DDR on DTC: Seroquel XR

Share this article:
DDR on DTC: Seroquel XR
DDR on DTC: Seroquel XR
I wrote recently about the memorable campaign that AstraZeneca was running for Nexium, and this month I find myself applauding them for their DTC work on another brand, Seroquel XR, an “add-on” treatment for depression that can help patients who still have symptoms after taking another anti-depressive. The campaign is effective because it uses a simple and telegraphic icon — a dark cloud — to do the key messaging. The cloud hovers in the background of the patients, representing the depressive symptoms that just won't go away.
This icon does a lot of heavy lifting for Seroquel XR in that it immediately communicates the therapeutic situation and the environment for the sufferer. It is not cute, fancy or in any way gimmicked — its omnipresence is the message. Moreover, the cloud is not gray or black, but blue, making it less threatening. This adds to the hopeful tonality of the campaign and this imagery is carried through across the campaing, which will further strengthen the branding.
It is often challenging for DTC creatives to visualize the disease, condition or treatment for a brand, especially in CNS and cardio categories. Here, we see a great example of iconic imagery being used to visualize a non-physical symptom. The cloud metaphor is not new, but using it as a strong communication tool in this category is smart, memorable and, we hope, effective for both AZ and patients.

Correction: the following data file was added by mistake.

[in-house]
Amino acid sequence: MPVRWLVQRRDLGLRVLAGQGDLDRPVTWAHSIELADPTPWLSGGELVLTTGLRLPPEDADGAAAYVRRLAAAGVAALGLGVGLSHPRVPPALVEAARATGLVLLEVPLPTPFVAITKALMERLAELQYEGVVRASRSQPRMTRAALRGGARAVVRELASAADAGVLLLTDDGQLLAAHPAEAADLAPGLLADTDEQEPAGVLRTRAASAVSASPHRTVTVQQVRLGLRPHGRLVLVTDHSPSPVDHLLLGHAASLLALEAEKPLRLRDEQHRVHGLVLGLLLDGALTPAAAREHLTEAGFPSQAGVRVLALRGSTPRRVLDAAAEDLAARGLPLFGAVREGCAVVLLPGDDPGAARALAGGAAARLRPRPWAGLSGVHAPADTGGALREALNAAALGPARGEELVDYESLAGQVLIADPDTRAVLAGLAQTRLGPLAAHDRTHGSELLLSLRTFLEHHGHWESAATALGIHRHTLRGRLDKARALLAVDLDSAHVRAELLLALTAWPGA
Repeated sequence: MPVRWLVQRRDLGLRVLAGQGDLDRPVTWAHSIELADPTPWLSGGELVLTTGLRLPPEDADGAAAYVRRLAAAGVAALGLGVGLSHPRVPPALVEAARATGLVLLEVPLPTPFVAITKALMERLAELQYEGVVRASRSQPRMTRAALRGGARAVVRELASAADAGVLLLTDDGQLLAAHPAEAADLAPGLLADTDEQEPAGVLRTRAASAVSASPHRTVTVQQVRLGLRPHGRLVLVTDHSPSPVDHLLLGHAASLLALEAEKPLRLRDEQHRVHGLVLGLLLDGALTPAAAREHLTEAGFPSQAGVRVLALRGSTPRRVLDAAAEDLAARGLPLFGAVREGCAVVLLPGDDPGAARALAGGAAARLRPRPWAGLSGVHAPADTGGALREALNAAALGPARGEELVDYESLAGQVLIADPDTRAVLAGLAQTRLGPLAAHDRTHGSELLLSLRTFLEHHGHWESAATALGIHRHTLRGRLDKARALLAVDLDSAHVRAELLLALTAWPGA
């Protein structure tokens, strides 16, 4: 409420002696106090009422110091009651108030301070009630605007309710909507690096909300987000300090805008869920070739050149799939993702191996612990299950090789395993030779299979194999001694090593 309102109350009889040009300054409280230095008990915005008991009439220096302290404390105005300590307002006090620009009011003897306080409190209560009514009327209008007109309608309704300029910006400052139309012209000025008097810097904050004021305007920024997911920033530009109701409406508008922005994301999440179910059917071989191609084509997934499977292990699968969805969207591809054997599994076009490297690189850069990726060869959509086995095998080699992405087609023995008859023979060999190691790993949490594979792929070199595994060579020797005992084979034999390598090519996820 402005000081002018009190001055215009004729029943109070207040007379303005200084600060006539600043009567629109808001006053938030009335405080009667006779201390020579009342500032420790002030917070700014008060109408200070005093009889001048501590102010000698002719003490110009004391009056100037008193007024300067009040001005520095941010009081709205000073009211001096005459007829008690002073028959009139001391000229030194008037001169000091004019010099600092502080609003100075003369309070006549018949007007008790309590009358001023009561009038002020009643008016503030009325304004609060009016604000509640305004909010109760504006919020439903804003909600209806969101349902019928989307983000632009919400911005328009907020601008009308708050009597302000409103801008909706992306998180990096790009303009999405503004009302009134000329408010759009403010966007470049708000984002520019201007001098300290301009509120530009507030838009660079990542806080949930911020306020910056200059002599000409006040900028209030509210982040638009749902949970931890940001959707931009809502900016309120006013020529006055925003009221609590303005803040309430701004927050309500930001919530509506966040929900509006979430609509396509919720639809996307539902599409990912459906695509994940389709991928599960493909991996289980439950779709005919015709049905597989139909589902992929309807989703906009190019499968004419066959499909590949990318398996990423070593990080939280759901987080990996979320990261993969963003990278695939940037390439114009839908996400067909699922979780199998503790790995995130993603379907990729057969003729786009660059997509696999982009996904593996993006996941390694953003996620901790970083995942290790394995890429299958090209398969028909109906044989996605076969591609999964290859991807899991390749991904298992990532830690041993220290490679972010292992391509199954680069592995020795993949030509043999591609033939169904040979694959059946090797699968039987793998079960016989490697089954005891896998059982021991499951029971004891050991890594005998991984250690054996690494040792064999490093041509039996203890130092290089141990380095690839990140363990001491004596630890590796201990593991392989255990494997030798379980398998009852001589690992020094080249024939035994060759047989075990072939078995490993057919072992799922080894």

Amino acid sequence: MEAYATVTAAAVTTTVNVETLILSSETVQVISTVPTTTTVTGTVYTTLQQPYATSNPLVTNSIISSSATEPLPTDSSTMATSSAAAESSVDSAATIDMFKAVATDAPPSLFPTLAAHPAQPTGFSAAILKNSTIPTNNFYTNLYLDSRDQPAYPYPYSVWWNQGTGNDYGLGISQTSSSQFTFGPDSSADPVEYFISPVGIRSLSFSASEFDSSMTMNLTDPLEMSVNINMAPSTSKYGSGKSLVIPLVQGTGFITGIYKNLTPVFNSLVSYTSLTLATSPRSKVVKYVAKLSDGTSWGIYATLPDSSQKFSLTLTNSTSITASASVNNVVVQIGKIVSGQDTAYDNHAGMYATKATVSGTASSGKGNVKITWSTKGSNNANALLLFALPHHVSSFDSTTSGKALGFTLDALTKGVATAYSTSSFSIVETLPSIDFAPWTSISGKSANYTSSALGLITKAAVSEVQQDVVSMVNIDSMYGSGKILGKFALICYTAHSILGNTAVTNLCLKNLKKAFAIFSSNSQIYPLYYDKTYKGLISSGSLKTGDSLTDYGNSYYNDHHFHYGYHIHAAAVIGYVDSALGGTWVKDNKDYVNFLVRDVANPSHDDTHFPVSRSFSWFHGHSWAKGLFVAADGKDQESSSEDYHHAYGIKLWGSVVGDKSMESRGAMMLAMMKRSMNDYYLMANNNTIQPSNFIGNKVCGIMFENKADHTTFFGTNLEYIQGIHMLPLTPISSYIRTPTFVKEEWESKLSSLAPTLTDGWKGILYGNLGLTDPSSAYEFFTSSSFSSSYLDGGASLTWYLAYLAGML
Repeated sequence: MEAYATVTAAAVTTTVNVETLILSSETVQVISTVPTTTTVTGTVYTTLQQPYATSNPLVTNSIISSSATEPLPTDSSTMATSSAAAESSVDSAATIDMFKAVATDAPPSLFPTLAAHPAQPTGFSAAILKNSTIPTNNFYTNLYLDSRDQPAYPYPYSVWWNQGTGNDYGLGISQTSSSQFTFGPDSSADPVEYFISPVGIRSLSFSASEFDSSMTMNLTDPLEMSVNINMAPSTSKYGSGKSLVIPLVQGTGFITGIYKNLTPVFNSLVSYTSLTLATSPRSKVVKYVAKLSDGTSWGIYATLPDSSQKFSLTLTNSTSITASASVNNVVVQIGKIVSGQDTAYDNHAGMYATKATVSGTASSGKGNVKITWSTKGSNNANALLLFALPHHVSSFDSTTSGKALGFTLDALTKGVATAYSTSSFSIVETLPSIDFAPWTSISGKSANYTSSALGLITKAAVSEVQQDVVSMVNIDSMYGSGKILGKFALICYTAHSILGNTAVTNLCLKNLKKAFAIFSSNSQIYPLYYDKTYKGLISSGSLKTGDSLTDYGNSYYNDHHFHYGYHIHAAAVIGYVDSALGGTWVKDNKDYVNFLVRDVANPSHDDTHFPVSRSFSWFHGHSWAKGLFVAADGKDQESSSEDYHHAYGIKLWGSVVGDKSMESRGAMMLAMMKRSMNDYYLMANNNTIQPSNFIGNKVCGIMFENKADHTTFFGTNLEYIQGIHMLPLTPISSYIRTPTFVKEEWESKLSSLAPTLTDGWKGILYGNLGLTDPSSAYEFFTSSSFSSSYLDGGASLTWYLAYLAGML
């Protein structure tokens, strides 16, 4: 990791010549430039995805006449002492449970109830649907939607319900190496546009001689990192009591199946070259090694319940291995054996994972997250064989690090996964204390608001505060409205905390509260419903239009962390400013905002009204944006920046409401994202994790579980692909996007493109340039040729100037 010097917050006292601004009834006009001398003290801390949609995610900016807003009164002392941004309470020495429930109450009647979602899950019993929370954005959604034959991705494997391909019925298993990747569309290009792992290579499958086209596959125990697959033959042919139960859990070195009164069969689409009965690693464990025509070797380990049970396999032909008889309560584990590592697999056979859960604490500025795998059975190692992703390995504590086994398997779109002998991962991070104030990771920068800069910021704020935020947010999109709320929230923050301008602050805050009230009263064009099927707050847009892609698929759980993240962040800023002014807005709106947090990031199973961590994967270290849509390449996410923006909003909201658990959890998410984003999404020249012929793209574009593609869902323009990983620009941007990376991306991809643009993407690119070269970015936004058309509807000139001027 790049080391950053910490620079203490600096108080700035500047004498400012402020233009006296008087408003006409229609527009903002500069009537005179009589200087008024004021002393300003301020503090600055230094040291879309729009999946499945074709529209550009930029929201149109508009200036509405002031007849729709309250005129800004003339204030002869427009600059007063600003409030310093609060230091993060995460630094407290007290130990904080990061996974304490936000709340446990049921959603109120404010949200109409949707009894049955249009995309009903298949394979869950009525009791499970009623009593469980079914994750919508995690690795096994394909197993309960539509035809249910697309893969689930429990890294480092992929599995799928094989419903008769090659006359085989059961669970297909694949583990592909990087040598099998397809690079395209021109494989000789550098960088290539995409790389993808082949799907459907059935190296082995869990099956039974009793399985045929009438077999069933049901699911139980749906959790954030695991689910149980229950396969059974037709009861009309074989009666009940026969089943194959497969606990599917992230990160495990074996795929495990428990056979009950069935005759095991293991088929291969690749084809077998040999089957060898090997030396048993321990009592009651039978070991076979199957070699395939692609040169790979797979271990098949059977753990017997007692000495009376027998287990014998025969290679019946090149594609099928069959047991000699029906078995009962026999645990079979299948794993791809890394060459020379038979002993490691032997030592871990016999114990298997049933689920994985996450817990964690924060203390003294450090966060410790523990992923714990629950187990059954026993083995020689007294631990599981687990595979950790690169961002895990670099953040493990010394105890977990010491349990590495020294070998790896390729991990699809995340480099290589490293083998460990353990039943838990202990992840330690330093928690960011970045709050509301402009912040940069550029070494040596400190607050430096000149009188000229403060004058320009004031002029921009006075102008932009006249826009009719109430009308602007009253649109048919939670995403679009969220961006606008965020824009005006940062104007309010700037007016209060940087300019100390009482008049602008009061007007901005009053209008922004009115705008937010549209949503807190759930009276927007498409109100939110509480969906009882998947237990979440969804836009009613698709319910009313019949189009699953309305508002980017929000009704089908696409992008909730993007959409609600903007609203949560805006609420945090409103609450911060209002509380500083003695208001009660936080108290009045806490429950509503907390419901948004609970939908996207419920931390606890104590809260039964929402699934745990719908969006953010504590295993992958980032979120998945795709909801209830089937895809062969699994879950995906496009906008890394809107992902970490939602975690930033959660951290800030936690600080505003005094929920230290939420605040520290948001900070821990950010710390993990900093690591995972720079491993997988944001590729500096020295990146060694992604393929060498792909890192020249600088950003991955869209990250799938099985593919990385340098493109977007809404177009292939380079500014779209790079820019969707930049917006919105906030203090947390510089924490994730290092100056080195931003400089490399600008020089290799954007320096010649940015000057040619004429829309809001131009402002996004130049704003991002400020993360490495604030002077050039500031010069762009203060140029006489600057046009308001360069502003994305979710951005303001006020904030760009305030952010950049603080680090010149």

Deborah Dick-Rath is SVP, healthcare practice leader, at FactorTG. Contact: deborah.dick-rath@factortg.com
Share this article:

Email Newsletters

More in Features

Read the complete April 2014 Digital Edition

Read the complete April 2014 Digital Edition

Click the above link to access the complete Digital Edition of the April 2014 issue of MM&M, with all text, charts and pictures.

Antidote: Are e-cigarettes safe?

Antidote: Are e-cigarettes safe?

The pros and cons of e-cigarettes

Combating concept churn

Combating concept churn

There's no cure. But the good news is that prophylaxis is possible.